Sunday, 27 June 2010

How do I look?

I’m looking at clothes in Marks and Spencer trying to choose something for the boys to wear to a wedding on Saturday. I like the white granddad shirt and beige waistcoat combos. They don’t have them in Youngest’s size but they do have one age 11, for Middle One, and one age 14, for Eldest. Can I get away with it? I think the last time they wore matching clothes was on holiday in the Caribbean six years ago. I still have the photo, three boys on the beach, standing in descending order sporting brightly patterned short-sleeved shirts from Gap. I love it.

I have something for Youngest, so I buy the shirt and waistcoats in a mad flurry of optimism. Back home I remove the labels from the bigger set, leaving it lying on Eldest’s bed and later in the evening he comes downstairs holding it aloft, between thumb and forefinger, like a piece of limp road kill.

“Is this meant for me?” He says.

“Um, well, I thought…” I say.

“You’re joking, right?” He says.

“Yes, well, I know it’s not very trendy, I just thought it’s for a wedding and…”

“But I have a really nice shirt from Top Man I’m going to wear. That tight one.” He says.

“Yes. Of course, that’s fine.” I shuffle away to get on making the supper. Silly me.

I should remember that what you wear when you’re a teenager is hugely important. How can I forget all those sweaty, static hours trying things on in Chelsea Girl? Marks and Spencer is just never going to cut it.

When I was 14 my mother let me have my monthly Family Allowance. I planned each buy meticulously, coordinating everything; some of those outfits are etched in my memory still. Like the pink jeans, matching jacket, stripy top and crocheted scarf from Dotty P’s (as modelled by the mannequin in the window). I bought that for the school trip to France and my best friend, Susie P, copied it in blue (you know it’s true, Susie).

We wore our matching ensembles on the coach and a cool French boy gave me a vulgar non-verbal come-on, which I took to mean the outfit was a big success (but later realised might have been an insult). Then there was the black and gold ra-ra skirt with matching gold lame leggings. Strangely, I didn’t manage to pull in that…

Despite being all grown up now I’m still prone to the odd sartorial meltdown. Earlier this year, when husband and I were going to a trendy do for a tenth wedding anniversary (important because lots of friends from uni would be there), I was overwhelmed by three possible choices: sexy slut, sophisticated but boring or trendy but no shape to it. Initially I opted for sexy slut (of course) but then had a crisis while appraising myself in the mirror at the last minute.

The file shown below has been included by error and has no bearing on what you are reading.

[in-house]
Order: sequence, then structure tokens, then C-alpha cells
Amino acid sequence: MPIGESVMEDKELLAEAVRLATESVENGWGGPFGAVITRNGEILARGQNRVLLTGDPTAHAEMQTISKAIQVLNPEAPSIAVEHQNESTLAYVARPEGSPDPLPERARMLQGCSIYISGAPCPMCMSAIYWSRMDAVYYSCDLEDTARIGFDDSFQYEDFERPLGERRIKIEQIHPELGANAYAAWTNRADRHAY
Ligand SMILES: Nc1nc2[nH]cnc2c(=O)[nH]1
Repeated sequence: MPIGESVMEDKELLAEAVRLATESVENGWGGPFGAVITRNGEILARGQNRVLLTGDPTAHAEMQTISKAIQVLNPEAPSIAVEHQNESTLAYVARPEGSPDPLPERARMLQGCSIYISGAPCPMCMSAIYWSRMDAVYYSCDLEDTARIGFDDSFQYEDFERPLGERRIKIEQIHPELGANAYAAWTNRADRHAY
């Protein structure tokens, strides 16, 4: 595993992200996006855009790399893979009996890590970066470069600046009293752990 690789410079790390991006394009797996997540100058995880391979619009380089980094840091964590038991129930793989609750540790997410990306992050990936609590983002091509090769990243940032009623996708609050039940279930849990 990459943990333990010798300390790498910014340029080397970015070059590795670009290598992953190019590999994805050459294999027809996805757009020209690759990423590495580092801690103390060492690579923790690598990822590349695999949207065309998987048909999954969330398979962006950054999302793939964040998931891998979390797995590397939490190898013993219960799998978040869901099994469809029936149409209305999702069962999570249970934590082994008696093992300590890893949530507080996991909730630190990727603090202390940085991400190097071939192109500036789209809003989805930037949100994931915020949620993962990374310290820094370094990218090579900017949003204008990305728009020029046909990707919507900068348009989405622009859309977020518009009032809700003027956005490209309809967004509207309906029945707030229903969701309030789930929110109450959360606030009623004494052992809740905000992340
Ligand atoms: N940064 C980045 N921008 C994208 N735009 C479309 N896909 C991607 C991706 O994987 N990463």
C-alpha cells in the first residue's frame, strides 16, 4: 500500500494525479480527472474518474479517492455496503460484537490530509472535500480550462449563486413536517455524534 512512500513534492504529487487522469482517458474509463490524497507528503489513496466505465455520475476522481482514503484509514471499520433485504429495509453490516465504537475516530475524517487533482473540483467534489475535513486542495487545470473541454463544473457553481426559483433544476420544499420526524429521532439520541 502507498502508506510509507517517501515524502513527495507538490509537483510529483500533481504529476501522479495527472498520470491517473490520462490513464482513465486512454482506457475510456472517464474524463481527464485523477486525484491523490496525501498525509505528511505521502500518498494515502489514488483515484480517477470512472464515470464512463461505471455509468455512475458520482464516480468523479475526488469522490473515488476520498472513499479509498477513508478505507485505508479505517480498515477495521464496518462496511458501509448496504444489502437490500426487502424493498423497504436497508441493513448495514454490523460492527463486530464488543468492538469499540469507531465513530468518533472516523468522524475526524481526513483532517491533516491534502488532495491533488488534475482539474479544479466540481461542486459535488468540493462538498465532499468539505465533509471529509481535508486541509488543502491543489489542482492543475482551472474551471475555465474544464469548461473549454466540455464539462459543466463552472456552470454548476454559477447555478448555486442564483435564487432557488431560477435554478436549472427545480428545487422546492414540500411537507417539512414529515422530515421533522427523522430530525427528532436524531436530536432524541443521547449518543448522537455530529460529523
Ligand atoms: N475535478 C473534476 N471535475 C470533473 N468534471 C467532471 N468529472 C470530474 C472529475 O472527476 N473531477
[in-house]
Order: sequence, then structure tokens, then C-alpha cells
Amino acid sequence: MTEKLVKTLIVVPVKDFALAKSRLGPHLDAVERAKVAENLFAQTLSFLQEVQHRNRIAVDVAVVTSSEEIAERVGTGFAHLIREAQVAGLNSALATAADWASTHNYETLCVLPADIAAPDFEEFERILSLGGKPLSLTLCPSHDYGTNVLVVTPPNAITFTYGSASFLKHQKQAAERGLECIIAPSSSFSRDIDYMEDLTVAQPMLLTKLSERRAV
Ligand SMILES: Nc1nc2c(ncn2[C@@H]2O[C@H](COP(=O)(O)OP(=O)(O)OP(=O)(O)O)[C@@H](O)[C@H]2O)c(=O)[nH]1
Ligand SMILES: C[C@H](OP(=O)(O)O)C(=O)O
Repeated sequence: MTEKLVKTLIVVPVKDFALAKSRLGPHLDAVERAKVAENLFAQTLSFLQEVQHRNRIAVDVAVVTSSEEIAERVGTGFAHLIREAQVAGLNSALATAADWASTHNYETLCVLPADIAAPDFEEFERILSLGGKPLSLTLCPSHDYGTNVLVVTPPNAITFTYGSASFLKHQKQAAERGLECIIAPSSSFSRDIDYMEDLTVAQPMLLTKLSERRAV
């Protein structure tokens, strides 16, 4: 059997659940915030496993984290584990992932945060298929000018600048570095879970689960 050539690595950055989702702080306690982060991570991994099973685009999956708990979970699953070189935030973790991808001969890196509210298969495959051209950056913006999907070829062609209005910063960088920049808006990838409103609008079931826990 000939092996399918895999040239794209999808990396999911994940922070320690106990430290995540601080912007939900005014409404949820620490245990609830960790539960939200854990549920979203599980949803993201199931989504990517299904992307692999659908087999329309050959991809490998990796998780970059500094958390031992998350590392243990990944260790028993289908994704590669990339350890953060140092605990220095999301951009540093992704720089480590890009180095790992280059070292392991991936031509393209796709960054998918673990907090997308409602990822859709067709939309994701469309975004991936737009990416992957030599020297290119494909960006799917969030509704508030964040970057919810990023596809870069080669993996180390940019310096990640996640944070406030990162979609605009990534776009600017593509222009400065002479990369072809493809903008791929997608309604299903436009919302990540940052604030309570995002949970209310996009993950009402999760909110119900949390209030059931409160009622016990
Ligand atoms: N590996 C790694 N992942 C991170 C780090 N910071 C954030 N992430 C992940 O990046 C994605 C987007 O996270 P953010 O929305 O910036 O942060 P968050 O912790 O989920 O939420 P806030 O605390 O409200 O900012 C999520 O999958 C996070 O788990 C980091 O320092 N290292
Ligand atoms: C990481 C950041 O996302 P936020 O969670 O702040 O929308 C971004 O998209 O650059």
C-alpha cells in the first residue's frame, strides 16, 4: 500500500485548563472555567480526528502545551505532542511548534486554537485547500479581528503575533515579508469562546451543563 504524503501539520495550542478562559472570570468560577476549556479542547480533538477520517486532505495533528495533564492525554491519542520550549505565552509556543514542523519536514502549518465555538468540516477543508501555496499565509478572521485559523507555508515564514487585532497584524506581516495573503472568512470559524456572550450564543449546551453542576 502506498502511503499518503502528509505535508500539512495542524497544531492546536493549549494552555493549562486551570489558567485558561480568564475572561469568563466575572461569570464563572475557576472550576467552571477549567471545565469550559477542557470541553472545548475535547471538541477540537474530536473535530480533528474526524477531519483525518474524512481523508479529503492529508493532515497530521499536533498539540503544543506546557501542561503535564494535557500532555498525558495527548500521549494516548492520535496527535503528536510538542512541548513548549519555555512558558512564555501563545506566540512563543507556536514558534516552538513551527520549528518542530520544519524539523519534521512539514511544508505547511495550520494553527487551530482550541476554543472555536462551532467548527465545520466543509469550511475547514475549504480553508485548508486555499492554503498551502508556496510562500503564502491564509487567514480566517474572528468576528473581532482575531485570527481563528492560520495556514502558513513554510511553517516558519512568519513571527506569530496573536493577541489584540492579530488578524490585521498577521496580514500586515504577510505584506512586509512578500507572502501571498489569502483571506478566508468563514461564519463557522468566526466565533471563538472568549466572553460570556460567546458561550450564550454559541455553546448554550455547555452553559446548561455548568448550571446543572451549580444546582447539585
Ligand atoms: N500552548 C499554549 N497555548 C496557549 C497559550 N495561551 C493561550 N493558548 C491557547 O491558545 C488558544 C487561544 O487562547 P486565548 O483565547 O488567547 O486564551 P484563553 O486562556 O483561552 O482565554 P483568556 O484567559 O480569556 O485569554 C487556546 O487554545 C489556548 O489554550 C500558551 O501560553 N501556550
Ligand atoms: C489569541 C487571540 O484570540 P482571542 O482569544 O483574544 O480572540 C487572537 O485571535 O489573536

“Do I look tarty?” I asked husband. Big mistake. Just in case there are any men reading (I know it’s unlikely), the answer to that question is, no, you look great. In fact, that's always the answer to the question, just so you know.

Unfortunately, husband didn’t know (yet). After the briefest of glances he said, “Well, yes, you do a bit.” Fatal. I had a fit - during which I changed outfit more than once - and asked for his opinion again. He replied, calmly, that he really didn’t want to get involved. Another big mistake. We rowed all the way to the Tube and onto the tube and while changing tube from the northbound Northern line to the northbound Victoria line, until I sat on a bench (to get his attention) refusing to go any further.

“I’m not moving until you apologise.”

“For what?” husband asked, fairly reasonably.

“For saying that you didn’t like my dress and then not offering any more advice.”

“I didn’t say I didn’t like your dress. I can’t say anything right,” he complained, “I just don’t want to get involved.”

“But you ARE involved. You offered an opinion at the beginning. You were up to your neck in it!”

He started to laugh and I tried desperately not to join in. Then I started to laugh too. Sitting next to each other on a bench at Stockwell underground station with people dashing past, all of them giving us a much wider birth than strictly necessary, we laughed hysterically while I was wearing the trendy dress and wishing I’d worn the sexy one.

After the incident with Eldest and the waistcoat I lose confidence and wait another day before trying to get Youngest to model his new shorts and shirt (he thinks just holding them against him will suffice). As he’s putting them on, Middle One strolls in from the garden and spies the Marks and Spencer white granddad shirt and waistcoat combo (age 11) on the hanger.

“Is that for me?” He says.

“Yeees…” I say, hesitantly.


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